UC Berkeley lecturer denies Oct. 7 massacre, as school faces lawsuit for rampant antisemitism

Following a lawsuit by the Louis D. Brandeis Center against UC Berkeley for unbridled antisemitism, the lecturer claimed the IDF killed its own citizens.

By Dion J. Pierre, The Algemeiner

A lecturer at the University of California, Berkeley has come under fire for claiming that accounts of Hamas’ massacre across southern Israel on Oct. 7 — in which Palestinian terrorists murdered over 1,200, mostly civilians — were false.

“The notion that this was a massacre of Jews is a fabricated narrative,” Brooke Lober of UC Berkeley’s Gender and Women Studies Department said on Monday night during a meeting of the city council of Oakland, California. “Many of those killed on Oct. 7, including children, were killed by the [Israel Defense Forces].”

The Oct. 7 onslaught was the deadliest single-day massacre of Jews since the Holocaust.

The Oakland City Council was considering a resolution to call for a ceasefire in the Israel-Hamas war in Gaza. During a public comment period about the measure, several residents beyond Lober gave remarks defending Hamas and blaming Israel for last month’s attacks.

Lober’s comments, flagged by the watchdog group StopAntisemitism, came one day before the Louis D. Brandeis Center for Human Rights Under Law, a leading Jewish civil rights group, filed a lawsuit against UC Berkeley alleging that the university has failed to deter and respond to surging antisemitic hatred on campus.

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“This goes beyond wrong-headed political views. It raises questions of academic and professional competence,” Brandeis Center co-founder and chairman Kenneth Marcus told The Algemeiner on Thursday. “It is difficult to imagine any academic standards under which a person capable of uttering such statements could be judged as anything other than unqualified.”

The Brandeis Center’s complaint provided several examples of antisemitic harassment and exclusion at UC Berkeley. These included, among other instances, a bylaw banning Zionists speakers that 23 Berkeley Law groups adopted in Sept. 2021; campus groups Women of Berkeley Law and the Queer Caucus requiring support for the boycott, divestment, and sanctions (BDS) movement against Israel to join its ranks; and the Berkeley Journal of Gender, Law, and Justice banning Zionists from submitting articles and speaking at its events.

According to the complaint, the campus environment has worsened since Hamas’ Oct. 7 onslaught across southern Israel, in which the Palestinian terror group not only murdered over 1,200 people but also took more than 240 others as hostages to Gaza.

“This suit targets the longstanding, unchecked spread of antisemitism at the University of California Berkeley, which, following the Oct. 7 Hamas attacks, has erupted in on-campus displays of hatred, harassment, and physical violence against Jews,” said the complaint filed in the US District Court for the Northern District of California on Tuesday. “Court intervention is now needed to protect students and faculty and to end this antisemitic discrimination and harassment, which violates university policy, federal civil rights law, and the US Constitution.”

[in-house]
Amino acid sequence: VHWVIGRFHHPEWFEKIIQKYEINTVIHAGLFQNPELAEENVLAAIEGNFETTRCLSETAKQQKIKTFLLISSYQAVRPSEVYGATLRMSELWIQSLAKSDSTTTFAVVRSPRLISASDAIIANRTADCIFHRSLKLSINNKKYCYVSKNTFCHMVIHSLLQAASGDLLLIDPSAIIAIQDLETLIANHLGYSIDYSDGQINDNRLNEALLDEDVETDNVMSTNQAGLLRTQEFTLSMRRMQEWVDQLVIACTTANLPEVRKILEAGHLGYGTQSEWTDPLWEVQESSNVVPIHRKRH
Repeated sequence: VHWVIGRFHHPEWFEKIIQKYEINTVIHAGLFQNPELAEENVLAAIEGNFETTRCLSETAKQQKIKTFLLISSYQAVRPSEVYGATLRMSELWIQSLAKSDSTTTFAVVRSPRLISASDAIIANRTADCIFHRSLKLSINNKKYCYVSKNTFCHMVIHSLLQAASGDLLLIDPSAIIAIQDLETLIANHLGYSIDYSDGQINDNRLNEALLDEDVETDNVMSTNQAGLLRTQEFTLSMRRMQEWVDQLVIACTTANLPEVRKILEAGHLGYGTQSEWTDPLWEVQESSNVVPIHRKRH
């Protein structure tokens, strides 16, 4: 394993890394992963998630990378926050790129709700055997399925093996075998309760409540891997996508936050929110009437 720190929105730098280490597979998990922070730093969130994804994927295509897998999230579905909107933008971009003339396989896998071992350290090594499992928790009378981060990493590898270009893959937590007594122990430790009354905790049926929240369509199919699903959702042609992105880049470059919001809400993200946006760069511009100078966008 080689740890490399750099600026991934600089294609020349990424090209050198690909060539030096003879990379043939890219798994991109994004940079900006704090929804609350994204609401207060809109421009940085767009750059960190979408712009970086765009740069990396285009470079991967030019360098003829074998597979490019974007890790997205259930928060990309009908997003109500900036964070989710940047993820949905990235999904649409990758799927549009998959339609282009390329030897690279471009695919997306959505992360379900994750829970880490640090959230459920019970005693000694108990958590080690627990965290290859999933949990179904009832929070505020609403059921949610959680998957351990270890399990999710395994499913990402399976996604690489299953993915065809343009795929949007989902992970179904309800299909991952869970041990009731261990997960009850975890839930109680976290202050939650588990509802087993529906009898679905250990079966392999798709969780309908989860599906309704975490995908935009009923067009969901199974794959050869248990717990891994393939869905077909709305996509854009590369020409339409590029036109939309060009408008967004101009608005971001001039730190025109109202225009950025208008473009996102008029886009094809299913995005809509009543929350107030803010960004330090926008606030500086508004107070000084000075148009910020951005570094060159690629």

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The suit alleged as well that hate mail and death threats have been sent to Jewish students, that Jewish students have opted not to attend class because walking through campus risked encountering angry pro-Palestinian supporters, and that an anti-Israel demonstrator bashed a Jewish student draped in an Israeli flag over the head with a metal water bottle.

A UC Berkeley spokesperson denied the Brandeis Center’s allegations, saying that the school has “long been committed to confronting antisemitism, and to supporting the needs and interests of its Jewish students, faculty, and staff.”

Lober is not the first college professor to make inflammatory statements about Israel and the Jewish people since the Oct. 7 massacre. Last month, for example, Cornell University history professor Russell Rickford called Hamas’ terror onslaught “exhilarating” and “energizing” at a pro-Palestinian rally. He has since taken a leave of absence for the remainder of the semester. Later, the University of California, Davis kept a professor on staff after she appeared to call for violence against Jewish journalists and their children following the Hamas atrocities.

Another professor, Columbia University’s Joseph Massad, said in an op-ed published in Electronic Intifada that Hamas’ invasion was “awesome.” He described the terrorists who para-glided into a music festival in Israel to rape and murder the young people there as “the air force of the Palestinian resistance.

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